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Dan8490

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So this may be a bit long, I apologize. My mom is currently in a hospital on a ventilator right now and we've yet to really yet to get a diagnosis. She's been through multiple doctors over the last few years, some have said ALS or MS and some have ruled it out. So I'm hoping to get some answers or at least some advice here.

About 10 years ago, my mom tripped and fractured her left shoulder. She went to the hospital and they put it in a sling and sent her home. She had some therapy for a few months and everything seemed to be fine. Well a little while after her therapy ended, she started having some weakness in the left arm, it started in the fingers. My mom worked most of her life in an office, so it was assumed to be carpal tunnel and they did surgery to fix it. The weakness progressed to her wrist and forearm, so they also did surgery on the elbow. The same thing also began to happen with her right arm although not as severe. Eventually the weakness affected both arms from the upper arm down. At this point the doctor speculated it could be her rotator cuff and wanted to do surgery on that. My mom had enough of the it could be surgeries and went to another doctor who recommended a neurologist. My mom went to this neurologist, he did tests and said he didn't see anything and to go this research hospital in Gainesville. Well she did and they did a battery of tests and concluded it was not cancer, ALS, or MS, but there is 1001 other things it could be. They gave my mom a medication for muscle inflammation and that was it. At this point my mom pretty much gave up, she couldn't afford this medication (nearly $1000 per refill) or to go to this hospital. By 2008, her arms were really weak and had little use of them. She could move her shoulders and two fingers but that was it.

For four years my mom made it work, she just decided to live with it and the weakness pretty much stayed the same. Nothing else was ever affected just her two arms. In 2012, she slipped and fell again, this time she fractures her right hip. The way she fell sent her back/neck slamming against the wall. I mention this cause after this fall she mentions that she feels sensation in her fingers and hands again something that she hadn't felt in a while. Well she goes to the hospital and they repair her hip. When my mom mentions the sensation to her doctor, he says its a good sign cause it's probably not a muscle or nerve disease because she's regained sensation and because of the onset of her symptoms in the beginning. He gives an MRI of the neck which shows compression in the C4,C5,and C6 disks. They rule that as the cause of my mom's condition and refer her to a spinal surgeon. My mom sees the spinal surgeon and he relieves the compression and he informs us that its unclear how much strength my mom would get back,if any, but that this would at least stop it from getting worse. Now before the neck surgery, a few weeks after the hip surgery, the hospital had my mom walking around with assistance of course. They also had her walking after the spinal surgery. The doctor ordered her to receive intensive therapy on her arms and legs at a facility followed by continued therapy at home. At the facility, they refused to do therapy. Their claim was their therapist's assessment is it's unwarranted as she is a quadriplegic with a muscular disorder. Her insurance wouldn't allow her to be transferred so were stuck with arguing with a therapist who wouldn't listen. My mom remained bed ridden for six months, in that time she developed a drop foot in the right foot. She was discharged home and finally able to get the therapy that the doctor prescribed.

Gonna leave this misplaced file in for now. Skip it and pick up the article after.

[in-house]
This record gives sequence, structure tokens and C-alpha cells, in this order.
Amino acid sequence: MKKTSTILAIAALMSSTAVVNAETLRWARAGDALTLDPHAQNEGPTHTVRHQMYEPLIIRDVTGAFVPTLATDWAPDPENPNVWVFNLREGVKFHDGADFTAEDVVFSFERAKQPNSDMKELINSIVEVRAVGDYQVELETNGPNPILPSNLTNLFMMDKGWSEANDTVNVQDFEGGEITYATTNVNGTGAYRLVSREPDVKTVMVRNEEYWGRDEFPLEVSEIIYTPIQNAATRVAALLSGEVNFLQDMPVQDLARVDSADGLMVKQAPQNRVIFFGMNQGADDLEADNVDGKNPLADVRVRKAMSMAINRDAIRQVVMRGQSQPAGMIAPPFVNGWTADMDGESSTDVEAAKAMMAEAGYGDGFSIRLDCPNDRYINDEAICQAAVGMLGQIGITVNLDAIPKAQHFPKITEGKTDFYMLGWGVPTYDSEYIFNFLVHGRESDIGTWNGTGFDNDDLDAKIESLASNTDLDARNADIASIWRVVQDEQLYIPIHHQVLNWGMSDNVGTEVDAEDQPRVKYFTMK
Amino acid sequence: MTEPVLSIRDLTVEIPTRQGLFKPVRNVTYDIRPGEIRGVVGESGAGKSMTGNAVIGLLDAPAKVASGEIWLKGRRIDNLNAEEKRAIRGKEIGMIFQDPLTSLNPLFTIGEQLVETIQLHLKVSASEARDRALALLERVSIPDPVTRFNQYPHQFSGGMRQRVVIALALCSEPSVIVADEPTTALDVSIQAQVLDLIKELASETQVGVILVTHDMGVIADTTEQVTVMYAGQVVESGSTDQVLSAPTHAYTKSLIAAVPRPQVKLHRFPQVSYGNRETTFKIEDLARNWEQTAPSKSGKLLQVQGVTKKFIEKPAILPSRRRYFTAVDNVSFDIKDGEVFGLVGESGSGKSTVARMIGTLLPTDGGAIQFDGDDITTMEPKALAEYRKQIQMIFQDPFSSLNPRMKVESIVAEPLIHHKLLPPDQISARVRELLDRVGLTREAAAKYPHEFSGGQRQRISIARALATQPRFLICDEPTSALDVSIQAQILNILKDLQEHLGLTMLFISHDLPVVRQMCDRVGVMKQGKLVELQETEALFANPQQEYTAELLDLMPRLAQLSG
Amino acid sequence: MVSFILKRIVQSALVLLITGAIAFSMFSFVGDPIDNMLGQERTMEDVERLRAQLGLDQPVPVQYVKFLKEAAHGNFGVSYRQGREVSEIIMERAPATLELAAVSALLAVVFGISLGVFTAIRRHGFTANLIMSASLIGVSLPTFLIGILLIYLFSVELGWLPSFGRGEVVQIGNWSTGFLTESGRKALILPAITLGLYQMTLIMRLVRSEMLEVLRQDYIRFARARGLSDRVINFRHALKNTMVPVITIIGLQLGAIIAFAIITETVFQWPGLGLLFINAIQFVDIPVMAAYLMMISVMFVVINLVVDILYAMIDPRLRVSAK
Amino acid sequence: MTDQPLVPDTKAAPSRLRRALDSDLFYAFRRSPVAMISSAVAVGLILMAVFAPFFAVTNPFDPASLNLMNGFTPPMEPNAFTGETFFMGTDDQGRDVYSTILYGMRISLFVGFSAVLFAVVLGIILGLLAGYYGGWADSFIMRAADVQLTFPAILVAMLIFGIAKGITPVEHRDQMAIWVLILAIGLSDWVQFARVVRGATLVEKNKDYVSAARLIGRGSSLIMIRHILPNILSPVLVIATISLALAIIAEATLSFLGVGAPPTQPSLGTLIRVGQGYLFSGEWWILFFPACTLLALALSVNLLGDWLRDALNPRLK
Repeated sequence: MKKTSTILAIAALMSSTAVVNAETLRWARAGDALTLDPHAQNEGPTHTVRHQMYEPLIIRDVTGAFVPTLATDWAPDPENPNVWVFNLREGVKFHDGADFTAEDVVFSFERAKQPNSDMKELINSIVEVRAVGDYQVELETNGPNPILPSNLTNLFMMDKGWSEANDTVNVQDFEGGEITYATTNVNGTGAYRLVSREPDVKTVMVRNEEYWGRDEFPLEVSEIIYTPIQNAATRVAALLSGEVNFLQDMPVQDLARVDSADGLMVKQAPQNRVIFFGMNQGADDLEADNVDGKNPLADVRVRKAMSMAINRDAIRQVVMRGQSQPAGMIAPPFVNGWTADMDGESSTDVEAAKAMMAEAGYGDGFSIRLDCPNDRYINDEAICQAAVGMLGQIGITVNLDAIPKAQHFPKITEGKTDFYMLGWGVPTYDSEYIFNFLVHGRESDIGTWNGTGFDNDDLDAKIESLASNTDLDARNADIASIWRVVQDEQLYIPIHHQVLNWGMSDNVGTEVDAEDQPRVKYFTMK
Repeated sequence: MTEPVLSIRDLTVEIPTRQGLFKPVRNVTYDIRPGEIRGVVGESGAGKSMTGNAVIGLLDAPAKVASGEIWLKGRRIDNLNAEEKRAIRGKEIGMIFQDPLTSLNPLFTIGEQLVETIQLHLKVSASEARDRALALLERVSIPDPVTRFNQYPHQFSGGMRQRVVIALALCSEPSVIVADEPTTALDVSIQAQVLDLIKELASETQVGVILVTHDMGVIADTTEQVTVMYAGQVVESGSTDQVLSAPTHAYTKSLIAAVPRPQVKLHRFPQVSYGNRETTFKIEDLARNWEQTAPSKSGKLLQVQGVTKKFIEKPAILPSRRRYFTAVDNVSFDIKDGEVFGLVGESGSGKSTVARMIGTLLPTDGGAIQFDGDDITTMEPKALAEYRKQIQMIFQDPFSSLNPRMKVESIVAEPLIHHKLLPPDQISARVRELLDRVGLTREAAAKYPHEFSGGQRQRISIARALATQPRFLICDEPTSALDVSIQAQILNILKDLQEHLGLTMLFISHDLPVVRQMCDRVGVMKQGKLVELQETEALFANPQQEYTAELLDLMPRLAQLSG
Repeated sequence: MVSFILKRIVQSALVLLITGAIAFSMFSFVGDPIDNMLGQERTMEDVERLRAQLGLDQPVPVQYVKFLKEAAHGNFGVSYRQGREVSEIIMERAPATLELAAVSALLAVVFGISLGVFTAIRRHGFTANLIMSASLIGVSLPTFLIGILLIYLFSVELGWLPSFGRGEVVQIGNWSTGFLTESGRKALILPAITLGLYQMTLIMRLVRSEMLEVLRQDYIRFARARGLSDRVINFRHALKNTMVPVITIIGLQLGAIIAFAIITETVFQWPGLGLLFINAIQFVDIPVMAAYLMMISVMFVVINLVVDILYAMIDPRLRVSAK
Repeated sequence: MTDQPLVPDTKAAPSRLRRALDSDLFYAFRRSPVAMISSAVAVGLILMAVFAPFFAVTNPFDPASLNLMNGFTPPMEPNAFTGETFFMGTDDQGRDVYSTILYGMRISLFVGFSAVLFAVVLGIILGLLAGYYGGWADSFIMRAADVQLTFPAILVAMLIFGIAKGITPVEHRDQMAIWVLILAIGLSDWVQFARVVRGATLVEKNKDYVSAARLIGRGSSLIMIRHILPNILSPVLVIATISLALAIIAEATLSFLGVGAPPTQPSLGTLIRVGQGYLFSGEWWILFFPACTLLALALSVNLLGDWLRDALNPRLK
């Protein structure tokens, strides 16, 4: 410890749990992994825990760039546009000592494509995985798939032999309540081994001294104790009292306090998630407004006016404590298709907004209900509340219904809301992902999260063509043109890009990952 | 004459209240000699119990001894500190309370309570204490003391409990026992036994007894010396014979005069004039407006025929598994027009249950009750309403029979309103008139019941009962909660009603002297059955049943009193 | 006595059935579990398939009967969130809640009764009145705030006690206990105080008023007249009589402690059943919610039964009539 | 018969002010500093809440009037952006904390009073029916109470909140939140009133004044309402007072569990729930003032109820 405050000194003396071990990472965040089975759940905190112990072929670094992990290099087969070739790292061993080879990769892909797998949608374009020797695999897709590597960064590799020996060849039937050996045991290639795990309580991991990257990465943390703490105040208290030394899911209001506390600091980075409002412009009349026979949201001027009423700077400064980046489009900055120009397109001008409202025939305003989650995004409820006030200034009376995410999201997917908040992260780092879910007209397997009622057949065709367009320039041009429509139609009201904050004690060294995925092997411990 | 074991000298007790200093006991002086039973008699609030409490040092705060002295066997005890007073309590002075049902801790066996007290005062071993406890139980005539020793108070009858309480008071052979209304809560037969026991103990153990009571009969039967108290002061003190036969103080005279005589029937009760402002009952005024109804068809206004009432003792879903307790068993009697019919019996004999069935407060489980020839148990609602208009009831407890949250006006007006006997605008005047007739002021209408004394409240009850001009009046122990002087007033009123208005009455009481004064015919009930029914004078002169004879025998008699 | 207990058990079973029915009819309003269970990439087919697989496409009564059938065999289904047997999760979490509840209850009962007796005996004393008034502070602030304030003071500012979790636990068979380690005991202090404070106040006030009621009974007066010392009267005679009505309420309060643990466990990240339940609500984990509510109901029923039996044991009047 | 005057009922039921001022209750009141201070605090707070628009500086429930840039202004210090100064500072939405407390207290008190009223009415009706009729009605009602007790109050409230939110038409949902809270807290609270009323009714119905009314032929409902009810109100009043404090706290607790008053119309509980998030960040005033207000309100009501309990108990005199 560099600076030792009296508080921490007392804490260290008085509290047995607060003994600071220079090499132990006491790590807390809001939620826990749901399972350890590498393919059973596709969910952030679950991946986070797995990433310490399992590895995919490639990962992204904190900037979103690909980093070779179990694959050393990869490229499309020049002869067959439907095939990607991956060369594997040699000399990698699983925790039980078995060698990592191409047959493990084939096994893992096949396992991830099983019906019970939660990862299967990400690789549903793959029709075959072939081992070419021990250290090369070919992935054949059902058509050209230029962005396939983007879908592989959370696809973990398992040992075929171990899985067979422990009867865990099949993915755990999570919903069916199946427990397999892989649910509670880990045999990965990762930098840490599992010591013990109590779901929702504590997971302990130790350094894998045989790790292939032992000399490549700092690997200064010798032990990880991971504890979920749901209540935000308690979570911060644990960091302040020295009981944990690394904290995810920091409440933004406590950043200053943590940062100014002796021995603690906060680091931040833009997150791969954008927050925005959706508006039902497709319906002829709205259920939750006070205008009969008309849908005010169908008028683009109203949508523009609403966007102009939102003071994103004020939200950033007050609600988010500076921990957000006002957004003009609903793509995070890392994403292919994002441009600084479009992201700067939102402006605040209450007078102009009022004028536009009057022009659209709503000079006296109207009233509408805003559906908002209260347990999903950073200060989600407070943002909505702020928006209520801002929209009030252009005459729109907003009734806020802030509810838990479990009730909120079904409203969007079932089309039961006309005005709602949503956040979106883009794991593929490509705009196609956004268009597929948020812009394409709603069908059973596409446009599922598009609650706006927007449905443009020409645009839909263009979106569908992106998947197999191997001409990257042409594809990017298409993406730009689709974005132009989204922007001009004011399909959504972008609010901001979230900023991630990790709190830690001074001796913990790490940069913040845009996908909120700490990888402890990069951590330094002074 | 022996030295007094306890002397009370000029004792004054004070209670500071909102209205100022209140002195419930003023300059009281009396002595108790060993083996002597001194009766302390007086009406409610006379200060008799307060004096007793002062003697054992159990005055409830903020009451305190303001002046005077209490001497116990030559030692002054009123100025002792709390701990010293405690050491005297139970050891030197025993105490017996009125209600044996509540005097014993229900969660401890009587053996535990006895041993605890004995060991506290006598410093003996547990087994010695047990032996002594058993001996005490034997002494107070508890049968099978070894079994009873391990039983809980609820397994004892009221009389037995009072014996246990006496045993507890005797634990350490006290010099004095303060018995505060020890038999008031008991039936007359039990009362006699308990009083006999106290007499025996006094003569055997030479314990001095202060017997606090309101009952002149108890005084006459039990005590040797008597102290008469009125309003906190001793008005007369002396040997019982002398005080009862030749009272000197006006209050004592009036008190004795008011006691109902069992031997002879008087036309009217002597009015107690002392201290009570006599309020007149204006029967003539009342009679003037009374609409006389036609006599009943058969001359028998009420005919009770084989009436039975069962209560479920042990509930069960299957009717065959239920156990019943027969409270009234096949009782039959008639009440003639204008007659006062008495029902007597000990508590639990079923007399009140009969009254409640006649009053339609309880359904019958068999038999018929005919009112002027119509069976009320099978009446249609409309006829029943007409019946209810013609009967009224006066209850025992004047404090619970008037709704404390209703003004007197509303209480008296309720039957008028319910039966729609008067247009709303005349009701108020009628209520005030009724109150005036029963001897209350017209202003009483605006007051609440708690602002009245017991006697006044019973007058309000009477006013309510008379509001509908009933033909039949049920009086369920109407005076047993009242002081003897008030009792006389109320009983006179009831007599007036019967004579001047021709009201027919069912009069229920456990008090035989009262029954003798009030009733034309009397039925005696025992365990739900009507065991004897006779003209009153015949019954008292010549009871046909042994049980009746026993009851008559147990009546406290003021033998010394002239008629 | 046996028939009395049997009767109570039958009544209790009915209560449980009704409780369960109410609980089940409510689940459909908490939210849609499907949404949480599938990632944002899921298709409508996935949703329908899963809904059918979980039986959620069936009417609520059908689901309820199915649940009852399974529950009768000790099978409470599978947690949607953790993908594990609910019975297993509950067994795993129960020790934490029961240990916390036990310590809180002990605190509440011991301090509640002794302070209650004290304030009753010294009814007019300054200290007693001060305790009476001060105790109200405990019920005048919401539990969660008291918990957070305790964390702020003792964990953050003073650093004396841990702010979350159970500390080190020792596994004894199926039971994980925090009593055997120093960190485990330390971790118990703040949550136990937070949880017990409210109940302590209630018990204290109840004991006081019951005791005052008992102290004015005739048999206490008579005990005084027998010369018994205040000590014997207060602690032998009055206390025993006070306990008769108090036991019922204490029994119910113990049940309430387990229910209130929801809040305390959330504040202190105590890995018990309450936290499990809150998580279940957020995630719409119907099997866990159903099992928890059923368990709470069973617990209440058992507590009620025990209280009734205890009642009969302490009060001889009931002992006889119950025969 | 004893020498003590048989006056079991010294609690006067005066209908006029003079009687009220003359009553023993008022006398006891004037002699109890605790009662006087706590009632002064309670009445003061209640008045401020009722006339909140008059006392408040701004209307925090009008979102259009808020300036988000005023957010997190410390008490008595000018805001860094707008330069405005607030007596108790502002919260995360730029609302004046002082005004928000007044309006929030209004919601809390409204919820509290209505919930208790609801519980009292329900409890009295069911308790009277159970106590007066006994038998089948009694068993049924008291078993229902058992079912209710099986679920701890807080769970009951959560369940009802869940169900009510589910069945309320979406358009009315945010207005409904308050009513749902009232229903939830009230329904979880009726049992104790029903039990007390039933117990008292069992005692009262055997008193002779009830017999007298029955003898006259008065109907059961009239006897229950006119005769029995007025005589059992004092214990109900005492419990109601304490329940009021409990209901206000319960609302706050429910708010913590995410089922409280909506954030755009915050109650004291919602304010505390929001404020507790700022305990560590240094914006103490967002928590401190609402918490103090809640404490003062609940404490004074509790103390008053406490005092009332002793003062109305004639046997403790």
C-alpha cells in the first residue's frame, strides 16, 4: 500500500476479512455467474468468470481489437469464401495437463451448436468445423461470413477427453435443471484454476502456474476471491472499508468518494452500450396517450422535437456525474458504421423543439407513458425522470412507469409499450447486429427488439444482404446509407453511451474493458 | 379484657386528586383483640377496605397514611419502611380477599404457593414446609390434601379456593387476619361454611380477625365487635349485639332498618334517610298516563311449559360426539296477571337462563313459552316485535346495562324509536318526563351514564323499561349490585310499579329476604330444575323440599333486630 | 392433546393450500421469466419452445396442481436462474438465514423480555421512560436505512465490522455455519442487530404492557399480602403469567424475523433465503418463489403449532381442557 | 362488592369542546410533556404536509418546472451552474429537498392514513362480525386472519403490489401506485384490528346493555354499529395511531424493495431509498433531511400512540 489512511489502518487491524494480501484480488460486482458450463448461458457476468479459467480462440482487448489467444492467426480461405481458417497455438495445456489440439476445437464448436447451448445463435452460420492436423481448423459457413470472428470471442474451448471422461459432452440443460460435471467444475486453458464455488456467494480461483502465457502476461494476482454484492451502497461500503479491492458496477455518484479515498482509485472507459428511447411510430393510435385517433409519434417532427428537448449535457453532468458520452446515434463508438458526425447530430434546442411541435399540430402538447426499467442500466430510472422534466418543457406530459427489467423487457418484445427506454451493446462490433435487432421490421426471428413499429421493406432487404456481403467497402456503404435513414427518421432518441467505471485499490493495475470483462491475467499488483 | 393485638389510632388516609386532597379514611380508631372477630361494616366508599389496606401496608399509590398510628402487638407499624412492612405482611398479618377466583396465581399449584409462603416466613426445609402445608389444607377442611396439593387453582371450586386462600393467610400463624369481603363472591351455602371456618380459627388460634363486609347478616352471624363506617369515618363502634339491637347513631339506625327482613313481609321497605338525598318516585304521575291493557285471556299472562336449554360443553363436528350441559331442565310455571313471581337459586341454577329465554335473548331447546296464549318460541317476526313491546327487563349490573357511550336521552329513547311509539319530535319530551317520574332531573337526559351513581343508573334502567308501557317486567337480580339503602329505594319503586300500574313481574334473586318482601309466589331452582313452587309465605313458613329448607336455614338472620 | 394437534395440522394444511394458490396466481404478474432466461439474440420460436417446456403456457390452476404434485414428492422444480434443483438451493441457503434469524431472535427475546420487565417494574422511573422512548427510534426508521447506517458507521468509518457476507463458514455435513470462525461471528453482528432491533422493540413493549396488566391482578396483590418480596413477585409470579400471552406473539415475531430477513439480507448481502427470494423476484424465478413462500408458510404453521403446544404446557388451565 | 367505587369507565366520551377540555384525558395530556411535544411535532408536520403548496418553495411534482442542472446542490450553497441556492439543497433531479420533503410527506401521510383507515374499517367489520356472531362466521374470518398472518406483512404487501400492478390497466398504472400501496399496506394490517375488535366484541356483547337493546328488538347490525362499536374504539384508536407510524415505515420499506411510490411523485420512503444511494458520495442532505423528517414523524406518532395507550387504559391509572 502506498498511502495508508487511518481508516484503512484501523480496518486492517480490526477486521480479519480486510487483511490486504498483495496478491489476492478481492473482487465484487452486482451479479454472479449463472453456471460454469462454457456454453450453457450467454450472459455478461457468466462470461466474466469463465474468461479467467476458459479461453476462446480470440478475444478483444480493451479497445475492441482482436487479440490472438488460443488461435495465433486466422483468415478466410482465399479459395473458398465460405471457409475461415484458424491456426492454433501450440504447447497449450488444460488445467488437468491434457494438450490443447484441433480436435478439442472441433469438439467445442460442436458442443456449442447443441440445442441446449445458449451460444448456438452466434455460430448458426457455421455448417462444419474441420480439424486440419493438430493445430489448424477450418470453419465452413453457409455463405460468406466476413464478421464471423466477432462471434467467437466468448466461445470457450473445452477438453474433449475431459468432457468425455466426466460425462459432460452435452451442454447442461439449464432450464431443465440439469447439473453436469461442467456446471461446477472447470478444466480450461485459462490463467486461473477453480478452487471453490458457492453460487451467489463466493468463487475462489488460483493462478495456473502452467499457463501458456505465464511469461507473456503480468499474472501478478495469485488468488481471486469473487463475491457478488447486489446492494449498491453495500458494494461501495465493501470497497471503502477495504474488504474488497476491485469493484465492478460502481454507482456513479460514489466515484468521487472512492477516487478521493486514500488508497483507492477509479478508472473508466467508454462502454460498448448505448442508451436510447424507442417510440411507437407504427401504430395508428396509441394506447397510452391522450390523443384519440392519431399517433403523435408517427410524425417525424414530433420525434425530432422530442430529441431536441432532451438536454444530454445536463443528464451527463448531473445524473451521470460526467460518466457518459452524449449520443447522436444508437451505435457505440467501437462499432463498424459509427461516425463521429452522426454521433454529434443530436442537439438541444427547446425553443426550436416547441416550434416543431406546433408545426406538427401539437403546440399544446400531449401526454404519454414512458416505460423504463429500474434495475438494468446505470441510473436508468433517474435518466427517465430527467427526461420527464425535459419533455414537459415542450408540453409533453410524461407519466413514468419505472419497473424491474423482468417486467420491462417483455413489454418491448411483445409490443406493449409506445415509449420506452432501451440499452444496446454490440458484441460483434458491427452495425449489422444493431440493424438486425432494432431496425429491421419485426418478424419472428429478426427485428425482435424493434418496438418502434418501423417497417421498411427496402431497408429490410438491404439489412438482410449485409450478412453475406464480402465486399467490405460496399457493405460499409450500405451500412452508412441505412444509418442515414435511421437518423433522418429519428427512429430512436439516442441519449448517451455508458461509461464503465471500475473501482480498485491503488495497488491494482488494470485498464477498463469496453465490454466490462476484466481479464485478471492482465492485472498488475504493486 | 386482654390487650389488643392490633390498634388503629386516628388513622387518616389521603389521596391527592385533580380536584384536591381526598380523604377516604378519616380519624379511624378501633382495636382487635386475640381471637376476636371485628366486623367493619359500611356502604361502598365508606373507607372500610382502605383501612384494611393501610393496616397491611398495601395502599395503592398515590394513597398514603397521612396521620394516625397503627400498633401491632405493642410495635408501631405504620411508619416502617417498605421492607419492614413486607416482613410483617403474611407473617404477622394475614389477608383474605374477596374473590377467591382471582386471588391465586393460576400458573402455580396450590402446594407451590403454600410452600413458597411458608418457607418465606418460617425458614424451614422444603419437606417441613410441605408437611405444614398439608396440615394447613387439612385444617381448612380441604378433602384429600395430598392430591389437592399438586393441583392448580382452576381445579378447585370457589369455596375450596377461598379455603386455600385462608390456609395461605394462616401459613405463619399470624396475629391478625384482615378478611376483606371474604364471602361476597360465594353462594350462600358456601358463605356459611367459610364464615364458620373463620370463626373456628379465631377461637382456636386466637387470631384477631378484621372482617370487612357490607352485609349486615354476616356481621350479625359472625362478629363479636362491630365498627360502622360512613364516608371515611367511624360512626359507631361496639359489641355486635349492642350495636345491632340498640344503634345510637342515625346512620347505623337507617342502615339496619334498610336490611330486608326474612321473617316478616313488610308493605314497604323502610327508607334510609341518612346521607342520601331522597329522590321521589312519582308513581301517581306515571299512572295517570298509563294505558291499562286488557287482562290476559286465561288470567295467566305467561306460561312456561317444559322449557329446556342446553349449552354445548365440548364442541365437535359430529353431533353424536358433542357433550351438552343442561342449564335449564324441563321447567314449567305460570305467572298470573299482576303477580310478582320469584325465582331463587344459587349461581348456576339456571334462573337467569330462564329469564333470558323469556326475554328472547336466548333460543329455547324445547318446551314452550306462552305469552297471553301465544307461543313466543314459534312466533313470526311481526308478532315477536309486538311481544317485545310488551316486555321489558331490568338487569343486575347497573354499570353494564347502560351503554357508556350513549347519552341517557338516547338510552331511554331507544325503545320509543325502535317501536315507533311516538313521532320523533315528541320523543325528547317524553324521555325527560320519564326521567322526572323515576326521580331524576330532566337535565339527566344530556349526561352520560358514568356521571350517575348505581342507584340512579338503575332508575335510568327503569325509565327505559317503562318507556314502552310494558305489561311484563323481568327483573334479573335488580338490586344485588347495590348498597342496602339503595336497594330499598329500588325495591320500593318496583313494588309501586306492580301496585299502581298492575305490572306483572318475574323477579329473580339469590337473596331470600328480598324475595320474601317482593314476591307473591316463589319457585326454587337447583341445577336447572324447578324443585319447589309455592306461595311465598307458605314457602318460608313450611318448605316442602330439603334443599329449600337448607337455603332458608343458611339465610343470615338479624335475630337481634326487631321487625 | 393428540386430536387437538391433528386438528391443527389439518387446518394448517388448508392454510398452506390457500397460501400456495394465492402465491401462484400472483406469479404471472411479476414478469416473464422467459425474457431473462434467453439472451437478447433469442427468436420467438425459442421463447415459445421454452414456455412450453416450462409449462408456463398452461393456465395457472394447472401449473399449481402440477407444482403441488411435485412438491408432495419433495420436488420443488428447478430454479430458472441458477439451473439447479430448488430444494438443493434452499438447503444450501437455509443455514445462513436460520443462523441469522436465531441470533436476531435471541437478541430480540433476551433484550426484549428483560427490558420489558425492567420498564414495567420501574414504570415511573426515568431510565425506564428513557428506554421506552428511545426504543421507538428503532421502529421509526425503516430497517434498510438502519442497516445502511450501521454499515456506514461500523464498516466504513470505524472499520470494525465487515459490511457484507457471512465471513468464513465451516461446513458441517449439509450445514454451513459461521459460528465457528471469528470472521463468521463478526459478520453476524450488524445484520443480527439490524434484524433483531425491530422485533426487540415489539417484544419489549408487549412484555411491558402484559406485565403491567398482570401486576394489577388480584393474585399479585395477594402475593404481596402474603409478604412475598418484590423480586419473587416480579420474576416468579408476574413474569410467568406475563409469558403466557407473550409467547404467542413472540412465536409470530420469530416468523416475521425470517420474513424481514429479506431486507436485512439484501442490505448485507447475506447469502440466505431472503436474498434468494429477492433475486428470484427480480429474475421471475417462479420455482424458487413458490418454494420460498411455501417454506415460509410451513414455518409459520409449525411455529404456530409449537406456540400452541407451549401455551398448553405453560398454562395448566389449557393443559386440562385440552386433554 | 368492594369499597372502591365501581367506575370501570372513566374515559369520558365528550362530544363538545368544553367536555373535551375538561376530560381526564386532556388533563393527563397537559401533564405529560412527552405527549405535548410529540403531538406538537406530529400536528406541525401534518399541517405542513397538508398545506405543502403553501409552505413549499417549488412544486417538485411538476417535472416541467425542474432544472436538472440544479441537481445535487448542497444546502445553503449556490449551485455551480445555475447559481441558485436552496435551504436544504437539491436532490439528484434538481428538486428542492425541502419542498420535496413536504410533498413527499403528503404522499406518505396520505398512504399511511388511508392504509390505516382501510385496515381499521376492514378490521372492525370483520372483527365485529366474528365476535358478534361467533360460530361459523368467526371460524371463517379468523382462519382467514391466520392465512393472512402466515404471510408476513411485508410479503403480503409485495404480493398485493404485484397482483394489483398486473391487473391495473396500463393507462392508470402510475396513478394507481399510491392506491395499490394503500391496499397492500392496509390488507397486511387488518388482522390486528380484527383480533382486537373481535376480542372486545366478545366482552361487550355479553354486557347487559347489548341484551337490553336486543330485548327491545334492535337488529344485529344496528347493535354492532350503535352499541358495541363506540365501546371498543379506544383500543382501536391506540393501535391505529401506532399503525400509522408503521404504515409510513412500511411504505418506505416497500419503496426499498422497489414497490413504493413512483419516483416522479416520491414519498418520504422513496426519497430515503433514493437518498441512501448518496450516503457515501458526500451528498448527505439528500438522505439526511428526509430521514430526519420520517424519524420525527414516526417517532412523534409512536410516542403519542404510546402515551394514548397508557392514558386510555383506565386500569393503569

She was getting therapy for a few months and they were concerned about her drop foot but noted that it was getting better. Worse case scenario she would need a brace. Her other leg was fine. Things started to get bad when the OT therapist refused to do therapy on her arms cause she was more interested in waiting to see if my mom would need a wheelchair and what it would look like. This OT therapist also worked at the facility my mom was in. The leg therapy was going well until the doctor's prescription ran out and we had to get a new one. Unfortunately, we had to get it from my mom's primary this time. This doctor is the only doctor in town who makes house calls. This doctor doesn't even bother coming to the house and instead writes that my mom is quadriplegic and refuses to write a script for therapy or an assessment. At one point writing that my mom was an amputee. He was forcibly retired when they discovered he was suffering from dementia for a while. So after a few months of little to no therapy, my mom gets a new doctor who right away writes a prescription and my mom is getting therapy again. She was making some real good improvements, the drop foot wasn't as bad, and she was able to move her fingers in like a waving motion.